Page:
SU Exec Report Cards 2018-19: Board of Governors Representative

Each year, The Gateway publishes an evaluation of the Students’ Union executive and the Board of Governors representative. It’s impossible to discuss every aspect of their tenures, so these reports are largely based on the major components of the platform each executive campaigned on, and the most significant responsibilities of their respective positions. These evaluations were informed by interviews with the executives themselves. The grading rubric can be found below. And if you’re short for time, check out our TLDR for a bite-sized breakdown.

Levi Flaman: F

The role of the Board of Governors representative is to represent the student voice on — you guessed it — the Board of Governors, the highest decision-making body at the University of Alberta. The Board votes on things like domestic and international tuition rates, residence and meal plan rates, and the university’s budget.

Unlike the rest of the executive positions, BoG rep is an unpaid volunteer position, meaning that their only incentive to run for the position is ultimately to serve the interests of students on the Board. Levi Flaman has unfortunately failed to do this.

The only platform point Flaman ran on last year was to increase transparency on the Board. To this end, he says that he has gotten the Board to begin considering live-streaming some of their meetings. Consideration, though, doesn’t promise tangible changes, and I don’t trust that the Board will follow through, even with a new and possibly stronger BoG rep coming in for the next academic year.

Flaman also seems to have failed to conduct effective student consultation. While he has been available and present on social media, he’s made very few attempts to reach out to students directly, noting himself that he didn’t reach out to the U of A’s satellite campuses as much as he would have liked.

Flaman’s failure to reach out to students and represent them how they wished to be represented became blatantly obvious when he voted to increase Augustana meal plan and residence rates by 3 per cent during the Board of Governors’ meeting to approve the university budget. While Flaman noted that he thought the increases were reasonable because Augustana students find value in their meal plan and residence, the Augustana Student Association was outraged by his vote. Why? Because Flaman didn’t actually consult with their executive: he admitted in a written response to a question asked in Students’ Council that he didn’t consult with Augustana students directly, instead opting to use a nearly year-old report conducted by previous vice-president (student life) Ilya Ushkaov about meal plan satisfaction across U of A campuses.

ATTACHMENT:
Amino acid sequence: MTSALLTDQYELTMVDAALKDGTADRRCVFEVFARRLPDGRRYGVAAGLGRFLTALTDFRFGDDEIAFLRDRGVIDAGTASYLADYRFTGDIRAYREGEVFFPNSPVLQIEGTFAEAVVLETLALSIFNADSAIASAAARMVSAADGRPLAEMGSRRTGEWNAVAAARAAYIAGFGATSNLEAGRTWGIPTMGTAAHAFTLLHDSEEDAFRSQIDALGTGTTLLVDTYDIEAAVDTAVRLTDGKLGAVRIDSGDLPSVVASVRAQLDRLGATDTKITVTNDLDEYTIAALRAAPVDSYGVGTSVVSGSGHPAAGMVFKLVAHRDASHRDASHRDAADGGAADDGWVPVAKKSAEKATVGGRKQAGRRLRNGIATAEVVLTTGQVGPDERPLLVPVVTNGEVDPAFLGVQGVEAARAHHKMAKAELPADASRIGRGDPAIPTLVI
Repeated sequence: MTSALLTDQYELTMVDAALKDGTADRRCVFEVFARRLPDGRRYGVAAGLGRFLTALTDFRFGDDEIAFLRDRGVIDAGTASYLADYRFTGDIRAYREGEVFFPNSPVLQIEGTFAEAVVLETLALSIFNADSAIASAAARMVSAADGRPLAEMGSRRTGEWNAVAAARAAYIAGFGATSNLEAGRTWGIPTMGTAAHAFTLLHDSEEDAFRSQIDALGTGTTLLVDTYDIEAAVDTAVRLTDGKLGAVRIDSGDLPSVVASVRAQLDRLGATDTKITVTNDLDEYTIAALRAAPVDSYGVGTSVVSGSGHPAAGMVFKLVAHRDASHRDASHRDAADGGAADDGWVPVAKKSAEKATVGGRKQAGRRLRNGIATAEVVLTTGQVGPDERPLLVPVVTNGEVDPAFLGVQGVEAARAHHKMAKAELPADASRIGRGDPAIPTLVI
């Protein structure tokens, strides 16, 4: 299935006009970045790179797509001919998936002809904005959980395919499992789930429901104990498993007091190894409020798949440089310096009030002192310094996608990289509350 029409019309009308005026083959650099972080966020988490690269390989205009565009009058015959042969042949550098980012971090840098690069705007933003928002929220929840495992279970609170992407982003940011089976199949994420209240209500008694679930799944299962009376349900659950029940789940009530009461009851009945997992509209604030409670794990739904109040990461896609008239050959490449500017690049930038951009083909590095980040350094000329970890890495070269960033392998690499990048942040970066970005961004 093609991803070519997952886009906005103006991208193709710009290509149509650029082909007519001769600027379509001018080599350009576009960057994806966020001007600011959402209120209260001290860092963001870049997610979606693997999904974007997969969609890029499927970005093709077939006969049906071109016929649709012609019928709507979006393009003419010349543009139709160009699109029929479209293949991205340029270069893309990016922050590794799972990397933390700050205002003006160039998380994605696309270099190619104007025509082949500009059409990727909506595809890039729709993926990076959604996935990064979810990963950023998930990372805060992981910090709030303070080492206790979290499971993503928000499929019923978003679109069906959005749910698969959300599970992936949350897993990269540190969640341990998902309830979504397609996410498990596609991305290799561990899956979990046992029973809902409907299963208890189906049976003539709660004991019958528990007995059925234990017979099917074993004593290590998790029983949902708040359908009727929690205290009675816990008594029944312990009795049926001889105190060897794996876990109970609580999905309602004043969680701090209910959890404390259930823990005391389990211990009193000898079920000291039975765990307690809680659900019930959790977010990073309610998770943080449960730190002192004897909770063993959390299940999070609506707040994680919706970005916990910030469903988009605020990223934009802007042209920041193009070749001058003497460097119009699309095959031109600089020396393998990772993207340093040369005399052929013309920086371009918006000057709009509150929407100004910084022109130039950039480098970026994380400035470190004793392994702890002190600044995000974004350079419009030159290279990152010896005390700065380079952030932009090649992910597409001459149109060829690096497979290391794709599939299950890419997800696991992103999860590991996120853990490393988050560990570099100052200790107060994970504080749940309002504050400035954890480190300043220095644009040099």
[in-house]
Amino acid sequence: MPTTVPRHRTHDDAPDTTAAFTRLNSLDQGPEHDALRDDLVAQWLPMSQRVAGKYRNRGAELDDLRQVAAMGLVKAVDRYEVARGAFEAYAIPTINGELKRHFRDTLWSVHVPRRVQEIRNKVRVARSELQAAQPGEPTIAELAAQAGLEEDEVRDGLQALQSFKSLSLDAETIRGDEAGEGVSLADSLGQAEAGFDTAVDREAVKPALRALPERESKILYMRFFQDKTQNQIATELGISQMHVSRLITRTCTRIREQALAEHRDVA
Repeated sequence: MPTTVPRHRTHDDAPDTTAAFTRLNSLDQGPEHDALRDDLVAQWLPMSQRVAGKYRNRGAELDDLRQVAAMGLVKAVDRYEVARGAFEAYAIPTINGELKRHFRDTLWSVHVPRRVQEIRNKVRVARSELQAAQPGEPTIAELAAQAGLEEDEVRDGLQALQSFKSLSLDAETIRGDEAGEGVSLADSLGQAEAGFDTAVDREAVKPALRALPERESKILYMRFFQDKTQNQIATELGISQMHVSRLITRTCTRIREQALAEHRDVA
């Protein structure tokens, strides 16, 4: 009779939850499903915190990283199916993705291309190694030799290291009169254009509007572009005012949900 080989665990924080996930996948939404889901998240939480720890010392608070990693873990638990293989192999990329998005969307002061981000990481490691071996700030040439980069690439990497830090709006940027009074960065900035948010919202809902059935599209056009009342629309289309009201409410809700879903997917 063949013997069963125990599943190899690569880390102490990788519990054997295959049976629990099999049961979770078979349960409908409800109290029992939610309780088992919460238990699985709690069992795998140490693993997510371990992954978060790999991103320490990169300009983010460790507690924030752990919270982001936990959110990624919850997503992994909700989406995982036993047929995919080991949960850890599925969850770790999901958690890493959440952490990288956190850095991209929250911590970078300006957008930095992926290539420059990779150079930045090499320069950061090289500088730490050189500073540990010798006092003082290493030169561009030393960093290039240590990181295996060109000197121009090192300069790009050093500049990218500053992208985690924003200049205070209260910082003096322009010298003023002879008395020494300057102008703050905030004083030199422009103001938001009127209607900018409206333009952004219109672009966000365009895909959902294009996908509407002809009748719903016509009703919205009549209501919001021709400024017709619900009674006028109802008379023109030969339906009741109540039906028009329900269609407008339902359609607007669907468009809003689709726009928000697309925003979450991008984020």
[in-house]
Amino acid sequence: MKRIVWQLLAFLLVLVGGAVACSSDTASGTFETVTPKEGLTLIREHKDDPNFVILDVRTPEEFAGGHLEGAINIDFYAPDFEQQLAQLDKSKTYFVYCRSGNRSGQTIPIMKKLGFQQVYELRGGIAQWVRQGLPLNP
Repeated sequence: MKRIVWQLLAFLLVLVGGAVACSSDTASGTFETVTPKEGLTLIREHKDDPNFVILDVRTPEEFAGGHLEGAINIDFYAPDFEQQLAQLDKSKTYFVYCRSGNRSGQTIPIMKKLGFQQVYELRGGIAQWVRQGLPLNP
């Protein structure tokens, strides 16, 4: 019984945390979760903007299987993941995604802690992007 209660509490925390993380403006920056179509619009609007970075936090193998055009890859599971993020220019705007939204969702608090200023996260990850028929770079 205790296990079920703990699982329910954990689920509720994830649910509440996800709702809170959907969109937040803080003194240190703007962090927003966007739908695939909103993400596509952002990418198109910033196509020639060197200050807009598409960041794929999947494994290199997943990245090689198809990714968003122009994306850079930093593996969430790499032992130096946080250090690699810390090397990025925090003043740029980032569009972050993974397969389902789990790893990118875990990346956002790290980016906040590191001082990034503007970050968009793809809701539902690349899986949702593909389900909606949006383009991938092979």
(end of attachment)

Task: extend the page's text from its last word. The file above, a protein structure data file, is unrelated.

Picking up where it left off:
In addition to failing to consult with students, Flaman has insisted that even though he was elected by students, his responsibility is to act in the best interests of the Board, something that he cites from the Guidelines for Board of Governors Members.

That particular paragraph he references states that “members bear the same fiduciary responsibility as public members… to act in the best interest of the institution regardless of the circumstances that bring them to the table.” But are the best interests of students — such as not increasing their costs — also in the best interests of the institution? It exists to serve students, after all. Why else would the other two student representatives on the Board — Students’ Union president Reed Larsen and Graduate Students’ Association president Sasha van der Klein — feel comfortable voting down all the increases on student fees? The logic here is baffling, and makes me, as a student, incredibly disappointed.

TLDR: Flaman has not only failed to fulfill his singular platform point, but has also failed to represent students in a capacity that actually reflects their interests. For next year’s BoG rep, there’s nowhere to go but up.


A-range: This person has fulfilled the promises they campaigned on, has created tangible change during their tenure, and has shown a commitment to improving the lives of students. Their GPA is looking good.

B-range: This person has done their job consistently well, but has not made any remarkable changes, or has fallen short on important goals they set out in their platforms. They’re doing fine, but it’s nothing to phone home about.

C-range: This person has done their job sufficiently, but has failed to make significant progress in the areas most relevant to their portfolio, or has essentially abandoned a major part of their platform. They’re still passing with a safe buffer though, and Cs get degrees!

D-range: This person has done a very lacklustre job, and has not sufficiently fulfilled their campaign promises or the responsibilities of their position.

F-range: This person has not done their job, has not represented students, and has not fulfilled their campaign promises whatsoever.

Andrew McWhinney

Andrew McWhinney is a fifth-year English and political science combined honors student, as well as The Gateway's 2019-20 Editor-in-Chief. He was previously The Gateway's 2018-19 Opinion Editor. An aspiring journalist with too many opinions, he's a big fan of political theory, hip-hop, and being alive.

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